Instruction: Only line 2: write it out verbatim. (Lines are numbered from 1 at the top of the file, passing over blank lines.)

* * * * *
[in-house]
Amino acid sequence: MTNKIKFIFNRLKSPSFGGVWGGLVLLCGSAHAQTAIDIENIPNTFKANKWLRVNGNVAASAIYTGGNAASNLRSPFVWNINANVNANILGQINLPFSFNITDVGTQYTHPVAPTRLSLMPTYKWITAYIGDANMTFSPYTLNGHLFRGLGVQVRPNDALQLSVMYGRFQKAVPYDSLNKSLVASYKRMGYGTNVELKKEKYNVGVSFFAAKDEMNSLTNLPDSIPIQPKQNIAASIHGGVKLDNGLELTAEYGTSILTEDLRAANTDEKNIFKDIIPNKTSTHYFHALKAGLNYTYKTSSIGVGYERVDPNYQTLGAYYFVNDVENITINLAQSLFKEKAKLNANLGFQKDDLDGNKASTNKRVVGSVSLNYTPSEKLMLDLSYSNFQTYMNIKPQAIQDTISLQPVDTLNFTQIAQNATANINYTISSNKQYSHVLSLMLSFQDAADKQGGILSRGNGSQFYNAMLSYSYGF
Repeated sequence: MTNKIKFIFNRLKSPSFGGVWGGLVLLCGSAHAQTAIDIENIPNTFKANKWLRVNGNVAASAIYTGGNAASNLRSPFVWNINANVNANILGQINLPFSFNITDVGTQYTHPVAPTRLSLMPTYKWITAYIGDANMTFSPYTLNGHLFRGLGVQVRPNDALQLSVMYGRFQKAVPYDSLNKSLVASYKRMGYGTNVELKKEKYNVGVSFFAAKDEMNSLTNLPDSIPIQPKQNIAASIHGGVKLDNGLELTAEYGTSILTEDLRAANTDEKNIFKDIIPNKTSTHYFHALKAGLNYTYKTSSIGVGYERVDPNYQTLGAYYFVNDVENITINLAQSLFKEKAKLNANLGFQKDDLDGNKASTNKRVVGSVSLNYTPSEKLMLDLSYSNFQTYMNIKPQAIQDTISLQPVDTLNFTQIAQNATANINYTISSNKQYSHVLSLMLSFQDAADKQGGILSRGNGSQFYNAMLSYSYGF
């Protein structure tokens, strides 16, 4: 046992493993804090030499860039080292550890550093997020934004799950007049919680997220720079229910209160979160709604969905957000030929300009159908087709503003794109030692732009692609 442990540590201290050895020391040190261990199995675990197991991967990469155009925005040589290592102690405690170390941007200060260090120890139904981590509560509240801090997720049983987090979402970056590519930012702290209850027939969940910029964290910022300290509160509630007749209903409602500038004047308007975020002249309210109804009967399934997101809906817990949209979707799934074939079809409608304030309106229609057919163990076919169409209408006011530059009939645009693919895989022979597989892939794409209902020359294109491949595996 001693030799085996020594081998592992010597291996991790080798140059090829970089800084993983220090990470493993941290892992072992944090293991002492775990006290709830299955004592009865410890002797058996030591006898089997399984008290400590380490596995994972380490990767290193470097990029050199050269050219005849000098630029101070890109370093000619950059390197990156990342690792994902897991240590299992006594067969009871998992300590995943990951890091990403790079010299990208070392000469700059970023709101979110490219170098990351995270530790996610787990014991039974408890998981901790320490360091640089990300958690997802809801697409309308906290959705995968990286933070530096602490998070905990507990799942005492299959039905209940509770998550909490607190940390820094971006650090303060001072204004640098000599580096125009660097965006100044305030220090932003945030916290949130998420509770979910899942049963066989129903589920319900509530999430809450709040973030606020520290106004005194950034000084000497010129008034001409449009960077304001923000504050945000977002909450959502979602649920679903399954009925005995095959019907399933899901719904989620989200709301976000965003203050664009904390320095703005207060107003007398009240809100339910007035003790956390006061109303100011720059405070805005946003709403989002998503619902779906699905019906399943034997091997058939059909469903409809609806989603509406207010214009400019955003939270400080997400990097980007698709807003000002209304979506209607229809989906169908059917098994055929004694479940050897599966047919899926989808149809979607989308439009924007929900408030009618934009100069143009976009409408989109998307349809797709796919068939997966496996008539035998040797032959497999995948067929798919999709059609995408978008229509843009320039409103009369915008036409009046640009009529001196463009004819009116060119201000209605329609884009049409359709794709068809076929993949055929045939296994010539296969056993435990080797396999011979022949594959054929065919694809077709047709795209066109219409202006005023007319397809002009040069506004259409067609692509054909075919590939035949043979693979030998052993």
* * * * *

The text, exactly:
Amino acid sequence: MTNKIKFIFNRLKSPSFGGVWGGLVLLCGSAHAQTAIDIENIPNTFKANKWLRVNGNVAASAIYTGGNAASNLRSPFVWNINANVNANILGQINLPFSFNITDVGTQYTHPVAPTRLSLMPTYKWITAYIGDANMTFSPYTLNGHLFRGLGVQVRPNDALQLSVMYGRFQKAVPYDSLNKSLVASYKRMGYGTNVELKKEKYNVGVSFFAAKDEMNSLTNLPDSIPIQPKQNIAASIHGGVKLDNGLELTAEYGTSILTEDLRAANTDEKNIFKDIIPNKTSTHYFHALKAGLNYTYKTSSIGVGYERVDPNYQTLGAYYFVNDVENITINLAQSLFKEKAKLNANLGFQKDDLDGNKASTNKRVVGSVSLNYTPSEKLMLDLSYSNFQTYMNIKPQAIQDTISLQPVDTLNFTQIAQNATANINYTISSNKQYSHVLSLMLSFQDAADKQGGILSRGNGSQFYNAMLSYSYGF